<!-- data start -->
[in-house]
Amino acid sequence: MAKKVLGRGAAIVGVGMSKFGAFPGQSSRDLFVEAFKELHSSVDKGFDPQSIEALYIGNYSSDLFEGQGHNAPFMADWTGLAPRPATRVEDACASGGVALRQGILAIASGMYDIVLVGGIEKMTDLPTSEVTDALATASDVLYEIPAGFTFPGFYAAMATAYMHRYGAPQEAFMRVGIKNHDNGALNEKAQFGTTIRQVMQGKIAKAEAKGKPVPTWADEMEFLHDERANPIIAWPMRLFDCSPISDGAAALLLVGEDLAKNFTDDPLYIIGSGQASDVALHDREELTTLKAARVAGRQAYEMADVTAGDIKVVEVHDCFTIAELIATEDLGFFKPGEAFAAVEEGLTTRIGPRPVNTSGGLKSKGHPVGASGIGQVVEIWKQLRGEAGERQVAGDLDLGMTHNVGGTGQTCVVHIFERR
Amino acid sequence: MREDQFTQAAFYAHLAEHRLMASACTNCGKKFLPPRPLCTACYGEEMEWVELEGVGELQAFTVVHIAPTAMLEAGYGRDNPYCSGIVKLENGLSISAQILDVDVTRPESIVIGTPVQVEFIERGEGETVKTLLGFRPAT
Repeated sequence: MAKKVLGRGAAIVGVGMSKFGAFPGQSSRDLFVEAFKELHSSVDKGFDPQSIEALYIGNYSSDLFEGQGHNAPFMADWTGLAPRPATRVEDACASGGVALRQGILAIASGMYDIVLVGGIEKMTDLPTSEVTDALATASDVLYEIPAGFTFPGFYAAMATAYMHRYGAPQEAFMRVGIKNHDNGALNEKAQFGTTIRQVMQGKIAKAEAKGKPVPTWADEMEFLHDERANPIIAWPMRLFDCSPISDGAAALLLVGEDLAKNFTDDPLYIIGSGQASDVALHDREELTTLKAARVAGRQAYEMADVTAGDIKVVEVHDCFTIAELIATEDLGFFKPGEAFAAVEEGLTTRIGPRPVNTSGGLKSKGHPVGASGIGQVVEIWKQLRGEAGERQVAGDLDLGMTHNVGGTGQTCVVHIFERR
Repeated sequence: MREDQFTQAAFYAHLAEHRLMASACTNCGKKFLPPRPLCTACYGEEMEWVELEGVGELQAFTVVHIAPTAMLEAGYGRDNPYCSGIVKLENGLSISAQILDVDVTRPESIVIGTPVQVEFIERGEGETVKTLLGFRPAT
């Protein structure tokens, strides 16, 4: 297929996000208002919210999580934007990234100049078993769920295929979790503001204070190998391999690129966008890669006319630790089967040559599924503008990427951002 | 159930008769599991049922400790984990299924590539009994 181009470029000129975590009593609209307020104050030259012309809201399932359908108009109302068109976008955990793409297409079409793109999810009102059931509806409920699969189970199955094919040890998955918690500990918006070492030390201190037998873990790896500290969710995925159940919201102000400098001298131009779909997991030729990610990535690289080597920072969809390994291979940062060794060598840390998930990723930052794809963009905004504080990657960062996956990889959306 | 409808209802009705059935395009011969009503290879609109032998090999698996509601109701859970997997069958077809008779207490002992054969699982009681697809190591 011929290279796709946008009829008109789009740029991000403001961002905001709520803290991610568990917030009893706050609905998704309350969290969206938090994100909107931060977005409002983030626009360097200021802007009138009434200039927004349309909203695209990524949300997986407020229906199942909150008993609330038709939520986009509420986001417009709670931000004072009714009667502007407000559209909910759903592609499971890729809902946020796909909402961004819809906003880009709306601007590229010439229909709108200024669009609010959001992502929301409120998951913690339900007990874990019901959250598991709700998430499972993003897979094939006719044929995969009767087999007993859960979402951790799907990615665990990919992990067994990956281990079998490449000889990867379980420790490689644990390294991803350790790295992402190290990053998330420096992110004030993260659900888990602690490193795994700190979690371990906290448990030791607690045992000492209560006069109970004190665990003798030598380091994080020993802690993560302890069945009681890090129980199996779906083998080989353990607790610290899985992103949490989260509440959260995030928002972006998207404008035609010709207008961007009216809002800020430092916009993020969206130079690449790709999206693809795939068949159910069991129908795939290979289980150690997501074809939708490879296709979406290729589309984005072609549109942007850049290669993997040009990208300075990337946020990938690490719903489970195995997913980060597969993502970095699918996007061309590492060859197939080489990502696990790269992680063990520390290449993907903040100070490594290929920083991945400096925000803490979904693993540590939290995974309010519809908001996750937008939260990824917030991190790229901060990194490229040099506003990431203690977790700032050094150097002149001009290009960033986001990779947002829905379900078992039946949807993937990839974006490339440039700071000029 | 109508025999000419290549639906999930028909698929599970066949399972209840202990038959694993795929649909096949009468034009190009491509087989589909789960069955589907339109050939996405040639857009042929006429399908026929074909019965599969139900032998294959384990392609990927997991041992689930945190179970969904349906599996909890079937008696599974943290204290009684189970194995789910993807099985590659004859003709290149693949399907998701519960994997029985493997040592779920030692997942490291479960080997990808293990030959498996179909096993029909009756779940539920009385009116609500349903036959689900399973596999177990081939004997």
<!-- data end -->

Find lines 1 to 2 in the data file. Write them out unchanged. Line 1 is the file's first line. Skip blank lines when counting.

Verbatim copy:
[in-house]
Amino acid sequence: MAKKVLGRGAAIVGVGMSKFGAFPGQSSRDLFVEAFKELHSSVDKGFDPQSIEALYIGNYSSDLFEGQGHNAPFMADWTGLAPRPATRVEDACASGGVALRQGILAIASGMYDIVLVGGIEKMTDLPTSEVTDALATASDVLYEIPAGFTFPGFYAAMATAYMHRYGAPQEAFMRVGIKNHDNGALNEKAQFGTTIRQVMQGKIAKAEAKGKPVPTWADEMEFLHDERANPIIAWPMRLFDCSPISDGAAALLLVGEDLAKNFTDDPLYIIGSGQASDVALHDREELTTLKAARVAGRQAYEMADVTAGDIKVVEVHDCFTIAELIATEDLGFFKPGEAFAAVEEGLTTRIGPRPVNTSGGLKSKGHPVGASGIGQVVEIWKQLRGEAGERQVAGDLDLGMTHNVGGTGQTCVVHIFERR